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13 gorgeous photos reveal what it's like to be LGBTQ and African.

'Saying something is "un-African" is saying a kaleidoscope can only be one color.'

13 gorgeous photos reveal what it's like to be LGBTQ and African.

Growing up, Mikael Owunna felt like the African and queer sides of his identity were at odds with each other.

Owunna, a 26-year-old Nigerian-American photographer who identifies as queer, had a difficult time finding a way to reconcile those two parts of himself.

Mikael Owunna. Image used with permission.


"I experienced considerable homophobia in African spaces, and was told that being gay was 'un-African' - a disease from the West and white people," he wrote.

But after personal reflection and seeing the work of Zanele Muholi, a black lesbian South African photographer he admires, he realized these two sides of his identity didn't have to be at odds.

So Owunna created a photo project, "Limit(less)," which explores African and queer identities through style.

The portraits and stories he captures reflect the joy, rich history, and resilience of queer African people living outside the continent. The people he shoots are empowered, joyful, and confident — and, as Owunna quickly realized, so are their clothes.

All photos by Mikael Owunna, used with permission.

For Owunna, the project is a love letter to those who are navigating two worlds and a reminder of how far he's come.

"Coming from my personal experience where I experienced a lot of trauma around these two identities and didn't feel like I could be both, it's a way for me, with each click of my camera, to heal myself," Owunna says.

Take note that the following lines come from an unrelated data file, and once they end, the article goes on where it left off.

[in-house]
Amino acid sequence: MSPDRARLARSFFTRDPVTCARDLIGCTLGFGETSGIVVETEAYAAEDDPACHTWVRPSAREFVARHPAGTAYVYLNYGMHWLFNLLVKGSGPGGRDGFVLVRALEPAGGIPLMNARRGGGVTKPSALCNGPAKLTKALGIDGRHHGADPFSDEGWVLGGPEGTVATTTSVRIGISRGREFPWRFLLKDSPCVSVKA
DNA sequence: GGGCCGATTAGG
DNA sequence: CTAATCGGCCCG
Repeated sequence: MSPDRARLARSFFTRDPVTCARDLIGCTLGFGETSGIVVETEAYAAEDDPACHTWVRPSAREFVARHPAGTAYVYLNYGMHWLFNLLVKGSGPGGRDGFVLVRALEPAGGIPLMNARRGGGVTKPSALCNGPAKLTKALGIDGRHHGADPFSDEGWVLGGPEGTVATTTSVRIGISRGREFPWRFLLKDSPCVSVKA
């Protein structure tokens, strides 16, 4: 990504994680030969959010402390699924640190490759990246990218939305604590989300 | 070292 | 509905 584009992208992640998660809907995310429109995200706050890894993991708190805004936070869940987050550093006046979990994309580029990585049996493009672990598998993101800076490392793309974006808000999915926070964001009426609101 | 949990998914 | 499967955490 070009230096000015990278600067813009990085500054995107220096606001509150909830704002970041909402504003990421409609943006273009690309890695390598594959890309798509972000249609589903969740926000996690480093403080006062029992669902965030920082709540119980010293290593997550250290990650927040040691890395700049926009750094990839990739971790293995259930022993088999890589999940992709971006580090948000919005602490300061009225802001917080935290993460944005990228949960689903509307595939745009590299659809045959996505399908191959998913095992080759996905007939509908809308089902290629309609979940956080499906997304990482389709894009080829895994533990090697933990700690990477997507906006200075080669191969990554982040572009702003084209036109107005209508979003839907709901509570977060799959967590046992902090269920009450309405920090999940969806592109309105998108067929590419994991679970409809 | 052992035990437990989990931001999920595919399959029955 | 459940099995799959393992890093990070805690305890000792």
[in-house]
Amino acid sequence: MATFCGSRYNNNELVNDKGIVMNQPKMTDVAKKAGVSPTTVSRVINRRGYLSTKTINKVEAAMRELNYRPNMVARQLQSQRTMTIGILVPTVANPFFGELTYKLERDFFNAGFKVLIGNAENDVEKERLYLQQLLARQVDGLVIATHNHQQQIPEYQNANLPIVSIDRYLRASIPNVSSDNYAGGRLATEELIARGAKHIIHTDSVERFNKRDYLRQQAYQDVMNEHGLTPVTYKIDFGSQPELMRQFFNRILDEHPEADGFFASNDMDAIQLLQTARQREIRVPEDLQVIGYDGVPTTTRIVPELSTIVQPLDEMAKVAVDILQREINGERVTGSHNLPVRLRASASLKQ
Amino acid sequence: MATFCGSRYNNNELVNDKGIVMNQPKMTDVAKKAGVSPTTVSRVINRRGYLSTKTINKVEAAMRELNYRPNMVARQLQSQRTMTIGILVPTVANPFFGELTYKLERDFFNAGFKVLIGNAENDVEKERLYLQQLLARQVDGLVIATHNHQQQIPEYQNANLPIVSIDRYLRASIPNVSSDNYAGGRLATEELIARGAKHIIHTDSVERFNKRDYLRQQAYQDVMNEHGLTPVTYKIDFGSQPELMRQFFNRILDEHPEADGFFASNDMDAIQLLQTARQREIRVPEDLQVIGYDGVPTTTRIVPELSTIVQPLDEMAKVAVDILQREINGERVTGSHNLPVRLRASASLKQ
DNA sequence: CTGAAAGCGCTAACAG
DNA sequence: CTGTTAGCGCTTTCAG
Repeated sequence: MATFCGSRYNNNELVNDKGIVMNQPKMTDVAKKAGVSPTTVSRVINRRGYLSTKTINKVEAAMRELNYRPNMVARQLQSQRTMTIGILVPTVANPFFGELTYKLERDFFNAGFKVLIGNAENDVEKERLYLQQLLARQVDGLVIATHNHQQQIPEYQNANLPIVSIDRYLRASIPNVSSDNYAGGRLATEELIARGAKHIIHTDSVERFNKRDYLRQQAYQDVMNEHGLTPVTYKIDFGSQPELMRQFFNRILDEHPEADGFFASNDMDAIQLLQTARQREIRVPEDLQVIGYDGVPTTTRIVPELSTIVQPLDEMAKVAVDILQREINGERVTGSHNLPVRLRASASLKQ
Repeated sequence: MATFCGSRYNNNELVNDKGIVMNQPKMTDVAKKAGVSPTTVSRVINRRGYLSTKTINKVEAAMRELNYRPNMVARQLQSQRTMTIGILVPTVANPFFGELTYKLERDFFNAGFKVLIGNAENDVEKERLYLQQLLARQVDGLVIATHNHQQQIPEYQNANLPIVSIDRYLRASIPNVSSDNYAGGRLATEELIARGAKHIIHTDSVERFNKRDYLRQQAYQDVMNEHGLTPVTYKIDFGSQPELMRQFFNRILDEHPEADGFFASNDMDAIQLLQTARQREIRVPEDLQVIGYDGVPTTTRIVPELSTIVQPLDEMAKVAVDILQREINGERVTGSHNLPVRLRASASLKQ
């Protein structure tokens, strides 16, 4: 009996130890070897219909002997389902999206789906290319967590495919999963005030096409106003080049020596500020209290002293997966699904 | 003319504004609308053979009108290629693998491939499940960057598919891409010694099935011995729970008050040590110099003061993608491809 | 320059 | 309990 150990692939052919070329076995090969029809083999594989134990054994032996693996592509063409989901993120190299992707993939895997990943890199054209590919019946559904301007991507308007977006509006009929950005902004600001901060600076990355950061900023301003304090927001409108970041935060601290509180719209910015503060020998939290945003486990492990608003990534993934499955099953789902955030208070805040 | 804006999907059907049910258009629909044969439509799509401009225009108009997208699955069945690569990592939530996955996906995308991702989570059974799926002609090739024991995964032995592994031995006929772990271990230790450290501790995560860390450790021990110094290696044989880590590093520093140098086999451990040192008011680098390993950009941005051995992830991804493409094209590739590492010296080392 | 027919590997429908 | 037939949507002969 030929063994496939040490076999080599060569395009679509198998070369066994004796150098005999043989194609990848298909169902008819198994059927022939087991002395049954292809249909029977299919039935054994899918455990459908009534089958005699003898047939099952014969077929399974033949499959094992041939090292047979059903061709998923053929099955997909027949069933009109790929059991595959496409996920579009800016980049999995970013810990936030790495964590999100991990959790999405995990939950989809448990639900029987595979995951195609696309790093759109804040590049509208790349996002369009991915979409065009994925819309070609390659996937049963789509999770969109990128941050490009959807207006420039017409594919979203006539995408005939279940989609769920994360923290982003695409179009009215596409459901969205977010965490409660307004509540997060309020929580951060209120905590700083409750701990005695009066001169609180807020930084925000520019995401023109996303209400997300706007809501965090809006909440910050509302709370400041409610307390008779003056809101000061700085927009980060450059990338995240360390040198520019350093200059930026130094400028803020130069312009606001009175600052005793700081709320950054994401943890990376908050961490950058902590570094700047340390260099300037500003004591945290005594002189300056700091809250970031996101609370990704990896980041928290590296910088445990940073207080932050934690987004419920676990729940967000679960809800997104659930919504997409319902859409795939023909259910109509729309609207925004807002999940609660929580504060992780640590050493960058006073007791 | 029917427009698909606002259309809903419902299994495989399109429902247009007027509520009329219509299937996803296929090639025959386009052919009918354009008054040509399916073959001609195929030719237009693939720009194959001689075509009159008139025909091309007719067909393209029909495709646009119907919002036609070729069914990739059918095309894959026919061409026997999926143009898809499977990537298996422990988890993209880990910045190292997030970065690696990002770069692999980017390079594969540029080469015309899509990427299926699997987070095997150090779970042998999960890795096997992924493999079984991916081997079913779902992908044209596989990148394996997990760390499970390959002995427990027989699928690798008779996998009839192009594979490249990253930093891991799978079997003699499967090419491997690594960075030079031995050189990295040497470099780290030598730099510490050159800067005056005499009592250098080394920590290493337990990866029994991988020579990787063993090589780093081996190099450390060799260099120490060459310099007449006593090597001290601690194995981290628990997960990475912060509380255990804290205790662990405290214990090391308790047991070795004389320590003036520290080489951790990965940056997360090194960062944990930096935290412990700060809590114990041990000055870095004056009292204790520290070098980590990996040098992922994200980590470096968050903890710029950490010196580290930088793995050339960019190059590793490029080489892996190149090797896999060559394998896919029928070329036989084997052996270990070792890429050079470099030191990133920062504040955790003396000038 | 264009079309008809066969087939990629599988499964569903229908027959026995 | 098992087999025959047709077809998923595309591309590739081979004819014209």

Here are 13 memorable moments from the project thus far.

1. "I don't look like a stud, I don't look like a dapper queer. I look like something else..."

Terna is Nigerian-Liberian American. She is bisexual but identifies as queer most of the time.

"...and that something else is a nod to where I come from. It’s me standing in my power, but it’s also distinctly you, like I have my little fedoras and those types of things, which I think do tip over into some of the queer aesthetics particularly, I would say, the queer aesthetics of people of color."  

2. "[My style is] more of a postmodern Angela Davis."

Gesiye is Nigerian-Trinidadian, born and raised in Trinidad and Tobago. She identifies as bisexual/queer.

"I don’t limit my African or LGBTQ identity to one form of expression, everything I wear is and can be a blend of these identities because that’s who I am and how I’m choosing to define it."

3. "I’ve always been around white LGBTQ people and they didn’t really see me as queer."

Juliet was born in Uganda and raised in Sweden. She identifies as queer.

"I’ve overcome all of this by finding other black queer people and forming Black Queers Sweden, the feminist and anti-racist movement and independent organization for black LGBTQ+ people, where we can be ourselves; both black and queer."

4. "The most beautiful part about being African/of the African Diaspora is our resilience."

Odera's country of origin is Nigeria. They identify as queer.

"To live and thrive as an African is an act of revolution and power. And for me, living my truth as an LGBTQ person is simply an extension of that power."

5. "The first time I met another queer African person was indescribable, and reaffirmed my identities in ways that nothing else could have."

Eniola is Nigerian and was raised in the U.S. She identifies as queer, but also "fuck labels."

"I hope that 'Limit(less)' reaches people who benefit from this affirmation. Too many of us think we’re the only one."

6. "My style has been described as old Somali uncle."

Wiilo was born in Washington, D.C., while their parents were on vacation. Their family returned to Somalia but emigrated to Canada because of the civil war. They identify as queer.

"Wiilo in Somali means, 'girls who dresses like boy.' It’s a nickname that I was given by my elders when I was younger. I am drawn to clothes that I feel both my dad and mom would have worn living in Somalia in the 70’s and 80’s."